The Bush administration's ongoing Social Security blitz is unusual in scale in the selling of a domestic policy, mobilizing the president and vice president, four Cabinet secretaries and 17 lesser officials, down to an associate director of strategic planning for the White House budget office.
It also may be one of the most costly in memory, well into the millions of dollars, according to some rough, unofficial calculations.
White House adviser Karl Rove, left, is interviewed about Social Security by Kirby Wilbur of Seattle, one of the talk-show hosts invited to the Treasury Department to discuss the issue.
(Pablo Martinez Monsivais -- AP)
House Appropriations Committee Republicans have quietly asked the administration for an accounting of its "60 Stops in 60 Days" blitz. And yesterday, Rep. Henry A. Waxman (Calif.), the ranking Democrat on the Government Reform Committee, formally asked the Government Accountability Office not only for the cost but also "whether the Bush Administration has crossed the line from education to propaganda."
"No one disputes the right of the President to make his policy recommendations known to Congress and the public," Waxman wrote in a letter to U.S. Comptroller General David M. Walker. "Yet there is a vital line between legitimately informing the public, as the President did in his State of the Union address, and commandeering the vast resources of the federal government to fund a political campaign for Social Security privatization."
Administration officials do not deny the Social Security campaign constitutes an extraordinary legislative push, certainly the largest since President Bill Clinton rolled out his national health care plan. But, they say, the issue of Social Security's solvency demands no less. Besides, White House and Treasury officials said, the president and his Cabinet travel all the time. For these 60 days, they will simply have a common theme.
Thirty five days into the 60-day push, administration officials have held 123 events in 35 states. Participants range from President Bush and Vice President Cheney to Noam Neusner, associate director for strategic planning at the Office of Management and Budget, and Michel N. Korbey, a senior adviser to the Social Security Administration.
Events could be anything from a full-blown presidential address to a meeting between Eric Stewart, a deputy assistant secretary of commerce, and the Gaston County, N.C., Chamber of Commerce to Neusner's B'nai B'rith breakfast in Baltimore.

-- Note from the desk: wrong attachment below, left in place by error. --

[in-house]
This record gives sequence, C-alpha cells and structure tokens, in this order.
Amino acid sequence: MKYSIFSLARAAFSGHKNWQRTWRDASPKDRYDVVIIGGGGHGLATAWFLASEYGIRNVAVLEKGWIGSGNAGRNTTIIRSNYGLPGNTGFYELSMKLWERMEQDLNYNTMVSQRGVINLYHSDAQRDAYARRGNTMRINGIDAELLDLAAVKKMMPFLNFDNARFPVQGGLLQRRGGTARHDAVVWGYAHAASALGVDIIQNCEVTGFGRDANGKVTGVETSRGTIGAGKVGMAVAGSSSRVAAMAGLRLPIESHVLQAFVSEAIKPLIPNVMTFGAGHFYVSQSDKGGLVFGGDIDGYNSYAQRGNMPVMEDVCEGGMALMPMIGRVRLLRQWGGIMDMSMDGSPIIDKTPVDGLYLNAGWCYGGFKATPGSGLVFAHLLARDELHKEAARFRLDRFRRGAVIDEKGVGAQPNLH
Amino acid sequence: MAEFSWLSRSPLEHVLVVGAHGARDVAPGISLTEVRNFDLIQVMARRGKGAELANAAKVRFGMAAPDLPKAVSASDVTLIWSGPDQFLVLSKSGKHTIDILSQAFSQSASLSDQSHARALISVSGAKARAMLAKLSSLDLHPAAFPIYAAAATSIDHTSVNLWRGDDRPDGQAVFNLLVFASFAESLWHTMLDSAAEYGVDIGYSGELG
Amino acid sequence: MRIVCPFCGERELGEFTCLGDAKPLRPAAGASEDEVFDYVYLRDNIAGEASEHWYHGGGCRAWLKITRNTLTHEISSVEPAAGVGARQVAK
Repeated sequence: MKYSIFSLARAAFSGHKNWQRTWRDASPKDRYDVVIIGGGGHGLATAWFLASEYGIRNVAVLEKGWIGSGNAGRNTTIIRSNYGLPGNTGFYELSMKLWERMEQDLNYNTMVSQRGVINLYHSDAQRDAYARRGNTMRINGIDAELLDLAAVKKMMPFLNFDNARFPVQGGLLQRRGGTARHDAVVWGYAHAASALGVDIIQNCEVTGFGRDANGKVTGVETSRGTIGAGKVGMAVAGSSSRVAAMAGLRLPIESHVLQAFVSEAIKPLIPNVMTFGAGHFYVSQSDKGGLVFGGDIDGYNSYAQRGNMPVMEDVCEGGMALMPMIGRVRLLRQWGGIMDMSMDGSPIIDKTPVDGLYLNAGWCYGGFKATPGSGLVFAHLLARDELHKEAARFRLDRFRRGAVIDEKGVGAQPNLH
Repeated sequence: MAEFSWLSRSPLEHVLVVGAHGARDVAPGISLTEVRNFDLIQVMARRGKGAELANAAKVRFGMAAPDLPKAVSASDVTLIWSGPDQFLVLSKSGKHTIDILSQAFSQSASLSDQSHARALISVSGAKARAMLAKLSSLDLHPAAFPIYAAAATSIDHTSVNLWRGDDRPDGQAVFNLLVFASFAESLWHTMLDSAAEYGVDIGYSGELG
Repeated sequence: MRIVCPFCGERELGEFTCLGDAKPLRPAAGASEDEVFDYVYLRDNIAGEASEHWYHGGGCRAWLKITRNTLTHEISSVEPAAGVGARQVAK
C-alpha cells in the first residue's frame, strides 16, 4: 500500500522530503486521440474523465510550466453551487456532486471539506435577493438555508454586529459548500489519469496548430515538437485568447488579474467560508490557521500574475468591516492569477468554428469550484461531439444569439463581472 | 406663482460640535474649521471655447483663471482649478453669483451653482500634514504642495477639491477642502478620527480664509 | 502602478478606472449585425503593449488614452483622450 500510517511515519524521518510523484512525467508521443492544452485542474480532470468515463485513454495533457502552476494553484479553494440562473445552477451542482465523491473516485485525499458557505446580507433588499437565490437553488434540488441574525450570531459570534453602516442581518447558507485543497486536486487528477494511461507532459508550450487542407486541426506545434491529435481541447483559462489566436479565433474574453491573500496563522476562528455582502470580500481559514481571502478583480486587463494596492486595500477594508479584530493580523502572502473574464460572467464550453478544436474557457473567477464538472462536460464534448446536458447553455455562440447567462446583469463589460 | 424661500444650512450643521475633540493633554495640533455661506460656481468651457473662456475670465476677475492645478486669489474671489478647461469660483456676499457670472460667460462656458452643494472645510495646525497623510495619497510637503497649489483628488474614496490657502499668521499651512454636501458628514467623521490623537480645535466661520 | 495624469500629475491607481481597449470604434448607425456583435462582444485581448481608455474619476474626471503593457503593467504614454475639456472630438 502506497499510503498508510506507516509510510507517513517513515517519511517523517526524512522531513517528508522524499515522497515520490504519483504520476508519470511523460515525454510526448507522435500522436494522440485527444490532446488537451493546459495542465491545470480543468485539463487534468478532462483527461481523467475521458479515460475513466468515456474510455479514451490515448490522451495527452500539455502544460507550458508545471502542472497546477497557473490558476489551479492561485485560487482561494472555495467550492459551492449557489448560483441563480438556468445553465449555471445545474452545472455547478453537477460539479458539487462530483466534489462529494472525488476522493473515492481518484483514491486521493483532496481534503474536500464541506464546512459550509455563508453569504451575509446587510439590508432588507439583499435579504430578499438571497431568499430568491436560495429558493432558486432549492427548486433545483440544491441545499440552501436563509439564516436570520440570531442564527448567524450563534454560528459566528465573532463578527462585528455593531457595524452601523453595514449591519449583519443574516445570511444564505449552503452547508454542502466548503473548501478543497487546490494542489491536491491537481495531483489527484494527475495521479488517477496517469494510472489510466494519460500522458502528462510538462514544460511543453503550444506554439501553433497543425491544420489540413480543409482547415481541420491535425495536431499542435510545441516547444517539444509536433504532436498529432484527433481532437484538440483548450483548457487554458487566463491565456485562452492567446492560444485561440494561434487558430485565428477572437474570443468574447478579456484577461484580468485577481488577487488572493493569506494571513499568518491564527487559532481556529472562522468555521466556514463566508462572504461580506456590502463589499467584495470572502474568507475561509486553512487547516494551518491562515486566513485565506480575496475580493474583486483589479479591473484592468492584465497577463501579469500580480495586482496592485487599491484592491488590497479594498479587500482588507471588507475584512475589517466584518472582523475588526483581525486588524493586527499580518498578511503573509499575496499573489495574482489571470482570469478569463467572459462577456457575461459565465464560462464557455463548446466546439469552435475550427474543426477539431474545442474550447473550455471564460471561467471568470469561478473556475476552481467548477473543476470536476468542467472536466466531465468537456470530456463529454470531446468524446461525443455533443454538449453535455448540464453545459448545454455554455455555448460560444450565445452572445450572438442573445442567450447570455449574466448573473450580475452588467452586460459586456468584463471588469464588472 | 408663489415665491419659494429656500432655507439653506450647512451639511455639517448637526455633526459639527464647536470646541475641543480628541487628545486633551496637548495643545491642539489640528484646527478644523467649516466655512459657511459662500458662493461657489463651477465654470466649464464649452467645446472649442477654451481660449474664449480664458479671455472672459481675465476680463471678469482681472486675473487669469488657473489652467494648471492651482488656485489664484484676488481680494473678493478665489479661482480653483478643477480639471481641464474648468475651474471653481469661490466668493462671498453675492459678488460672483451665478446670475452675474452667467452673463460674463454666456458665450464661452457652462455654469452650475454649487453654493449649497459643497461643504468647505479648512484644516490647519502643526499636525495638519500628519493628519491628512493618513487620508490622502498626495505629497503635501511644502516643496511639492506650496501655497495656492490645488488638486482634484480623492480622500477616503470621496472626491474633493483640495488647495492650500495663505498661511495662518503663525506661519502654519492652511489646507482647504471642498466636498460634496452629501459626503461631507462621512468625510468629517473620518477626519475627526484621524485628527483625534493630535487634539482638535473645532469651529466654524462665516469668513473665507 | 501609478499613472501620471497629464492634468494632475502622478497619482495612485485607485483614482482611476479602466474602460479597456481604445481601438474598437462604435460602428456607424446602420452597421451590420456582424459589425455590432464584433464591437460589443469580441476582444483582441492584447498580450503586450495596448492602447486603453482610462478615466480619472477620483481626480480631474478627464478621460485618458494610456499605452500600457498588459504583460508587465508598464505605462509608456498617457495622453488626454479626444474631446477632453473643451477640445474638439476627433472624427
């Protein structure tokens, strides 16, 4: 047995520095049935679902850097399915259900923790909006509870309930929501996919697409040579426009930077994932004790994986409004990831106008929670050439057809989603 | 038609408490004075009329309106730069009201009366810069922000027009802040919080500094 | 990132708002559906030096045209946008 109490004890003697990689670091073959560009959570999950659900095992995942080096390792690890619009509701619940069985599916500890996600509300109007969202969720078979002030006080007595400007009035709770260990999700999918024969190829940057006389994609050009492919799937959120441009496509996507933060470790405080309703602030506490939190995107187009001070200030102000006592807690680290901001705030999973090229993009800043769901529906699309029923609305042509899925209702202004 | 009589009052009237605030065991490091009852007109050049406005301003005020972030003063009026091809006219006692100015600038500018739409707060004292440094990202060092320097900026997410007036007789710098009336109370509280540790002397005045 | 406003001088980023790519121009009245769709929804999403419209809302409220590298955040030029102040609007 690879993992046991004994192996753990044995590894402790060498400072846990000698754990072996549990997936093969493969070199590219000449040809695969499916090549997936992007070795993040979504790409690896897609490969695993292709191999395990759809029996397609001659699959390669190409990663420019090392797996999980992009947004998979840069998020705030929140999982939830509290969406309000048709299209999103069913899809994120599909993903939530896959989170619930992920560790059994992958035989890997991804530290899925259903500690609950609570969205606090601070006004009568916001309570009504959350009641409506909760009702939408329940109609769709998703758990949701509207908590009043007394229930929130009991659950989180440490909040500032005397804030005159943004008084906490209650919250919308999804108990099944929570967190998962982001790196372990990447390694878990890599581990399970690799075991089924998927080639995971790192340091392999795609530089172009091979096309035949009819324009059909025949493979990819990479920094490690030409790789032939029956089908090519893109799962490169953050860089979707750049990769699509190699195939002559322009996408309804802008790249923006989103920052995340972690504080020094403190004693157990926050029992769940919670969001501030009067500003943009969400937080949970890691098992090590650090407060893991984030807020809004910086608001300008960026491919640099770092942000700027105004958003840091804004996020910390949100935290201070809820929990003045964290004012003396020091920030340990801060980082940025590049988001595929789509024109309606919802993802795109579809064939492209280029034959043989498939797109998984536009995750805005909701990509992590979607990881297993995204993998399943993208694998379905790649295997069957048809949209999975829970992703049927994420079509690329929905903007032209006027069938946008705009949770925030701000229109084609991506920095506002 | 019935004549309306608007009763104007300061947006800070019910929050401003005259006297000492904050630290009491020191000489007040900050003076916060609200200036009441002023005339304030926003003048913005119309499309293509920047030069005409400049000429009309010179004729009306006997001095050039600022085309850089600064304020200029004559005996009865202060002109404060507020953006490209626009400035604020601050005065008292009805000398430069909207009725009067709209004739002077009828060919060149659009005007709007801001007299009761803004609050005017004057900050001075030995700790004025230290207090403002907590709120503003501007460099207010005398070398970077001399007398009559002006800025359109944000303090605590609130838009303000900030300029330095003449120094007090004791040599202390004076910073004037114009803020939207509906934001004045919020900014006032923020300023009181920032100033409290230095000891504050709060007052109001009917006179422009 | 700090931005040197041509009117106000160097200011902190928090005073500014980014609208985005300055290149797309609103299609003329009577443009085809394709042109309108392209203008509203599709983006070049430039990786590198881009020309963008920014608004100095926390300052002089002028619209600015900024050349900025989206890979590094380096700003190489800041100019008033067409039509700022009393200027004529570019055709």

Assistant Secretary of Commerce William H. Lash has ventured to the Northeastern Wisconsin Trade Conference in Green Bay. Timothy Bitsberger, the assistant Treasury secretary for financial markets, may be accustomed to conclaves of Wall Street bond traders, but on March 22 he was talking about Social Security in Oxford, Miss.
The Treasury Department has hired four full-time employees to help run the show, including establishing a new Web site, www.strengtheningsocialsecurity.gov, and a war room, dubbed the Social Security Information Center. Yesterday, Treasury held a first-ever "radio day," opening its ornate Cash Room and 28 administration officials to nearly 30 radio talk-show hosts.
"Strengthening Social Security for future generations is a top priority for this administration, and the policy campaign underway reflects that," Treasury spokesman Robert Nichols said.
The administration has declined to estimate the cost of the entire operation. Nichols said four Treasury officials, including Secretary John W. Snow, are flying coach on commercial airlines at the government rate, pulling funds from the department's $3 million travel budget.
The White House, Social Security Administration, Small Business Administration and departments of Health and Human Services, Labor and Commerce are tapping their own travel budgets. According to the law, each agency will report to Congress at the end of each quarter the costs of senior officials' travel.
Those costs have not escaped congressional attention.
"Currently, no one in Congress or the public knows the full extent and cost of the federal resources being devoted to promoting the President's Social Security agenda," Waxman wrote.
Even Republicans raised their eyebrows when they heard new employees were brought on for the campaign, said a House Republican staff member, who spoke on the condition of anonymity to avoid embarrassing the president.
The costs are likely to be substantial. A rough calculation of commercial fares for the administration's travels tops $15,000 for the scheduled speakers, but that does not count their entourages.
In 2000, when jet fuel prices were lower, the GAO estimated that flying Air Force One cost $54,100 per hour, or $60,250 in today's dollars. So far, the president has traveled to Indiana, New Jersey, Kentucky, Alabama, Louisiana, Tennessee, Florida, Arizona, Colorado, New Mexico, Iowa and West Virginia. That is enough, by commercial schedules, to take at least 30 hours, or $1.8 million.
A C-137C, which the vice president generally travels on, cost $10,300 per hour to operate, or $11,470 today. Cheney's travels on the Social Security tour have taken him to Bakersfield, Calif.; Reno, Nev.; Battle Creek, Mich., and Pittsburgh, enough to keep a commercial flight in the air 14 hours, at a cost of $160,580.
Excluding security and aircraft costs, the White House has estimated that staff costs on presidential trips average between $22,000 and $59,000, the Associated Press has reported. Staff costs for Bush's 16 Social Security events thus would range from $352,000 to $944,000.